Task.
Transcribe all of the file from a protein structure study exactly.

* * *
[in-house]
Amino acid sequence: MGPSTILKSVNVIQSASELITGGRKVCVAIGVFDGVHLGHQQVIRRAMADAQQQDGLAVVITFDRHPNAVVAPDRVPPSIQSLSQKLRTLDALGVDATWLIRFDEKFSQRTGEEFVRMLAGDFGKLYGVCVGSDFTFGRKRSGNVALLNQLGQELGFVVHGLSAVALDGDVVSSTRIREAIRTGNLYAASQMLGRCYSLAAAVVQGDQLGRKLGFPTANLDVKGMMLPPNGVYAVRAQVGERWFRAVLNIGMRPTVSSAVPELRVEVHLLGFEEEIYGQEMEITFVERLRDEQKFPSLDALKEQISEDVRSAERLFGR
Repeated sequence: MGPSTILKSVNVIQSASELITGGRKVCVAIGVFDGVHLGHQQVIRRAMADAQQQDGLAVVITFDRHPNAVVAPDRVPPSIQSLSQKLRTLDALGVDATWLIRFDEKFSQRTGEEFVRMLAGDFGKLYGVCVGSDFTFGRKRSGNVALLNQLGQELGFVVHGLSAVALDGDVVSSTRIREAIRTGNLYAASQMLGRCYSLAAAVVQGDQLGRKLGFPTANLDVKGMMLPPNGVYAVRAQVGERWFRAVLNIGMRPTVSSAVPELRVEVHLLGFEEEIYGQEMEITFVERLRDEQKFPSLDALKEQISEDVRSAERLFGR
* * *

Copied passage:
[in-house]
Amino acid sequence: MGPSTILKSVNVIQSASELITGGRKVCVAIGVFDGVHLGHQQVIRRAMADAQQQDGLAVVITFDRHPNAVVAPDRVPPSIQSLSQKLRTLDALGVDATWLIRFDEKFSQRTGEEFVRMLAGDFGKLYGVCVGSDFTFGRKRSGNVALLNQLGQELGFVVHGLSAVALDGDVVSSTRIREAIRTGNLYAASQMLGRCYSLAAAVVQGDQLGRKLGFPTANLDVKGMMLPPNGVYAVRAQVGERWFRAVLNIGMRPTVSSAVPELRVEVHLLGFEEEIYGQEMEITFVERLRDEQKFPSLDALKEQISEDVRSAERLFGR
Repeated sequence: MGPSTILKSVNVIQSASELITGGRKVCVAIGVFDGVHLGHQQVIRRAMADAQQQDGLAVVITFDRHPNAVVAPDRVPPSIQSLSQKLRTLDALGVDATWLIRFDEKFSQRTGEEFVRMLAGDFGKLYGVCVGSDFTFGRKRSGNVALLNQLGQELGFVVHGLSAVALDGDVVSSTRIREAIRTGNLYAASQMLGRCYSLAAAVVQGDQLGRKLGFPTANLDVKGMMLPPNGVYAVRAQVGERWFRAVLNIGMRPTVSSAVPELRVEVHLLGFEEEIYGQEMEITFVERLRDEQKFPSLDALKEQISEDVRSAERLFGR